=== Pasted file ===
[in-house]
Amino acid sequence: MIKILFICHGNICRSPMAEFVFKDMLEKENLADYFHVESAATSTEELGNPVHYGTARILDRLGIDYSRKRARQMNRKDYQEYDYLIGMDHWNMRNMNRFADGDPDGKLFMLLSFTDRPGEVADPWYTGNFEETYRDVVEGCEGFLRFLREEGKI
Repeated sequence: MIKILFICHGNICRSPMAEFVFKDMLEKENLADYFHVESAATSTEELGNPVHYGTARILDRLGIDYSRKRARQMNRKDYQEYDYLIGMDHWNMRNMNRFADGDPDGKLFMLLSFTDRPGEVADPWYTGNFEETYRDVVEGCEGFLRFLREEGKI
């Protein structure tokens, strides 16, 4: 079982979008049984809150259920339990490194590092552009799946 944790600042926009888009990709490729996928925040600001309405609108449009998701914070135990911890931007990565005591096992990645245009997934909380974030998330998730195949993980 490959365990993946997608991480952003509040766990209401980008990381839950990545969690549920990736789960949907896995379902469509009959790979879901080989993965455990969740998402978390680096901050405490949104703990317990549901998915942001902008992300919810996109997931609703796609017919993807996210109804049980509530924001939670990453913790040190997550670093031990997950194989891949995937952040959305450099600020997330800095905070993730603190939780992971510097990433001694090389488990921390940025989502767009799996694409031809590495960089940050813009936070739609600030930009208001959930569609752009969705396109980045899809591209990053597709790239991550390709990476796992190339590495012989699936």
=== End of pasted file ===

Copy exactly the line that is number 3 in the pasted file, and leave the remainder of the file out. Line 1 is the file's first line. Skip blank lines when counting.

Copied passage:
Repeated sequence: MIKILFICHGNICRSPMAEFVFKDMLEKENLADYFHVESAATSTEELGNPVHYGTARILDRLGIDYSRKRARQMNRKDYQEYDYLIGMDHWNMRNMNRFADGDPDGKLFMLLSFTDRPGEVADPWYTGNFEETYRDVVEGCEGFLRFLREEGKI